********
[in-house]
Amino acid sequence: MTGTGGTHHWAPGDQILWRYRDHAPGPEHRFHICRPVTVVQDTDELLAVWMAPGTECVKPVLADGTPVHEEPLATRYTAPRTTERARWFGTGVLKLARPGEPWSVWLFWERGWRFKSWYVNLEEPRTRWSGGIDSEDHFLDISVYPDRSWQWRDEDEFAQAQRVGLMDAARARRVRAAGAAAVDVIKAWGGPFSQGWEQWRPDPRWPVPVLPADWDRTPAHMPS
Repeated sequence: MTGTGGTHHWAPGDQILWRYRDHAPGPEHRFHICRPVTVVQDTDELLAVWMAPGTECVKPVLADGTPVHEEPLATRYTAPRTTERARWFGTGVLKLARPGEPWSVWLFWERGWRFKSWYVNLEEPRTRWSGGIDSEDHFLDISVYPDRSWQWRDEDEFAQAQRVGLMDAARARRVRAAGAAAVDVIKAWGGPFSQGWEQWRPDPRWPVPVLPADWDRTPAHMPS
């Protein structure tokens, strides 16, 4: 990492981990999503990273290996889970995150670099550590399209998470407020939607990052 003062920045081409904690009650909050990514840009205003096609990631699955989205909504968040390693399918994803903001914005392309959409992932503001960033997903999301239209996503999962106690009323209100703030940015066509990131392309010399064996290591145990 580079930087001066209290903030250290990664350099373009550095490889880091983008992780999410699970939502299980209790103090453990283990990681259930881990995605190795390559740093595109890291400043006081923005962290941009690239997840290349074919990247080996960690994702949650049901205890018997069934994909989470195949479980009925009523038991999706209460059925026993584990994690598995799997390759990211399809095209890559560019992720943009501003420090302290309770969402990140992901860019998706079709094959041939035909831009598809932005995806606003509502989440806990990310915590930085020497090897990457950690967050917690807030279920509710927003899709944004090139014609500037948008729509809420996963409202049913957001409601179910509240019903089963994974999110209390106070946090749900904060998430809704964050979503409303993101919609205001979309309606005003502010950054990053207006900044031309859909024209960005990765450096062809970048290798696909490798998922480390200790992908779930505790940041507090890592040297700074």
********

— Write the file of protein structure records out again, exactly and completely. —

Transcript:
[in-house]
Amino acid sequence: MTGTGGTHHWAPGDQILWRYRDHAPGPEHRFHICRPVTVVQDTDELLAVWMAPGTECVKPVLADGTPVHEEPLATRYTAPRTTERARWFGTGVLKLARPGEPWSVWLFWERGWRFKSWYVNLEEPRTRWSGGIDSEDHFLDISVYPDRSWQWRDEDEFAQAQRVGLMDAARARRVRAAGAAAVDVIKAWGGPFSQGWEQWRPDPRWPVPVLPADWDRTPAHMPS
Repeated sequence: MTGTGGTHHWAPGDQILWRYRDHAPGPEHRFHICRPVTVVQDTDELLAVWMAPGTECVKPVLADGTPVHEEPLATRYTAPRTTERARWFGTGVLKLARPGEPWSVWLFWERGWRFKSWYVNLEEPRTRWSGGIDSEDHFLDISVYPDRSWQWRDEDEFAQAQRVGLMDAARARRVRAAGAAAVDVIKAWGGPFSQGWEQWRPDPRWPVPVLPADWDRTPAHMPS
């Protein structure tokens, strides 16, 4: 990492981990999503990273290996889970995150670099550590399209998470407020939607990052 003062920045081409904690009650909050990514840009205003096609990631699955989205909504968040390693399918994803903001914005392309959409992932503001960033997903999301239209996503999962106690009323209100703030940015066509990131392309010399064996290591145990 580079930087001066209290903030250290990664350099373009550095490889880091983008992780999410699970939502299980209790103090453990283990990681259930881990995605190795390559740093595109890291400043006081923005962290941009690239997840290349074919990247080996960690994702949650049901205890018997069934994909989470195949479980009925009523038991999706209460059925026993584990994690598995799997390759990211399809095209890559560019992720943009501003420090302290309770969402990140992901860019998706079709094959041939035909831009598809932005995806606003509502989440806990990310915590930085020497090897990457950690967050917690807030279920509710927003899709944004090139014609500037948008729509809420996963409202049913957001409601179910509240019903089963994974999110209390106070946090749900904060998430809704964050979503409303993101919609205001979309309606005003502010950054990053207006900044031309859909024209960005990765450096062809970048290798696909490798998922480390200790992908779930505790940041507090890592040297700074």